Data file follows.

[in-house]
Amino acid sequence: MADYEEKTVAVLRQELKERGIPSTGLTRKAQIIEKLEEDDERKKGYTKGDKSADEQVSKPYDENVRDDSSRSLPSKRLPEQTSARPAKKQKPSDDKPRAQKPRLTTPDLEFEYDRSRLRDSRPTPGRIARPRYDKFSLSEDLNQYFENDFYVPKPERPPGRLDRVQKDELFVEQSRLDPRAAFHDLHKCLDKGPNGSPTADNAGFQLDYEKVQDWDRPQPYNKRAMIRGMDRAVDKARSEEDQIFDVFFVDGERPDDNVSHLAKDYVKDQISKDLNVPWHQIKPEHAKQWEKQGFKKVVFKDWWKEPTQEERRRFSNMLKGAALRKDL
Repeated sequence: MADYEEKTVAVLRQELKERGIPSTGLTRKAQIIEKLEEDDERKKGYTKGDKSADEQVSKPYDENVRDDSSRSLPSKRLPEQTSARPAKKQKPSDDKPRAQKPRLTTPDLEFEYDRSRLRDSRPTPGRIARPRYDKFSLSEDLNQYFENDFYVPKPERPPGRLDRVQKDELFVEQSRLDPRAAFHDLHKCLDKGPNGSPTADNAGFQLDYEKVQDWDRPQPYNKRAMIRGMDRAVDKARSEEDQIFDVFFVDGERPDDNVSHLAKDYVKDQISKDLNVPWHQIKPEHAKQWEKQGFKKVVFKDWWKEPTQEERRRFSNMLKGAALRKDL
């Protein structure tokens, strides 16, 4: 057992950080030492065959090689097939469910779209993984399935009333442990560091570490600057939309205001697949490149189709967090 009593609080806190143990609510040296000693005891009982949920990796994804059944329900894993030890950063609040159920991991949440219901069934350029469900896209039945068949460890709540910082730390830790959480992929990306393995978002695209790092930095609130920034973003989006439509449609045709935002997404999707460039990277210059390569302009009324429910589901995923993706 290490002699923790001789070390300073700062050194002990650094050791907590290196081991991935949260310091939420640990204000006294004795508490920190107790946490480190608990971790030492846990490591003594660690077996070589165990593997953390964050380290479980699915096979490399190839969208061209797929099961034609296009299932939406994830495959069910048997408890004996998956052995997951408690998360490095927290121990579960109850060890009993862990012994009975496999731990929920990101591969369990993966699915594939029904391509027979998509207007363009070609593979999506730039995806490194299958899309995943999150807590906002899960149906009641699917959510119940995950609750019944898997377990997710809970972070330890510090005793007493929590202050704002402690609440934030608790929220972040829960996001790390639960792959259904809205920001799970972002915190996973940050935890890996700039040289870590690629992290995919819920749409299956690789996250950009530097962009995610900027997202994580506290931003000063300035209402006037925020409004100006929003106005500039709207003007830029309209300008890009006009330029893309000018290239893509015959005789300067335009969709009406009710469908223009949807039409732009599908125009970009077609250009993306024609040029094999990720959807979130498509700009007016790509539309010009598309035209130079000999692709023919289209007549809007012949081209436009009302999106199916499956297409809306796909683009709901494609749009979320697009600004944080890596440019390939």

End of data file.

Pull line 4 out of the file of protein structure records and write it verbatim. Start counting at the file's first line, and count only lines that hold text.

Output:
């Protein structure tokens, strides 16, 4: 057992950080030492065959090689097939469910779209993984399935009333442990560091570490600057939309205001697949490149189709967090 009593609080806190143990609510040296000693005891009982949920990796994804059944329900894993030890950063609040159920991991949440219901069934350029469900896209039945068949460890709540910082730390830790959480992929990306393995978002695209790092930095609130920034973003989006439509449609045709935002997404999707460039990277210059390569302009009324429910589901995923993706 290490002699923790001789070390300073700062050194002990650094050791907590290196081991991935949260310091939420640990204000006294004795508490920190107790946490480190608990971790030492846990490591003594660690077996070589165990593997953390964050380290479980699915096979490399190839969208061209797929099961034609296009299932939406994830495959069910048997408890004996998956052995997951408690998360490095927290121990579960109850060890009993862990012994009975496999731990929920990101591969369990993966699915594939029904391509027979998509207007363009070609593979999506730039995806490194299958899309995943999150807590906002899960149906009641699917959510119940995950609750019944898997377990997710809970972070330890510090005793007493929590202050704002402690609440934030608790929220972040829960996001790390639960792959259904809205920001799970972002915190996973940050935890890996700039040289870590690629992290995919819920749409299956690789996250950009530097962009995610900027997202994580506290931003000063300035209402006037925020409004100006929003106005500039709207003007830029309209300008890009006009330029893309000018290239893509015959005789300067335009969709009406009710469908223009949807039409732009599908125009970009077609250009993306024609040029094999990720959807979130498509700009007016790509539309010009598309035209130079000999692709023919289209007549809007012949081209436009009302999106199916499956297409809306796909683009709901494609749009979320697009600004944080890596440019390939």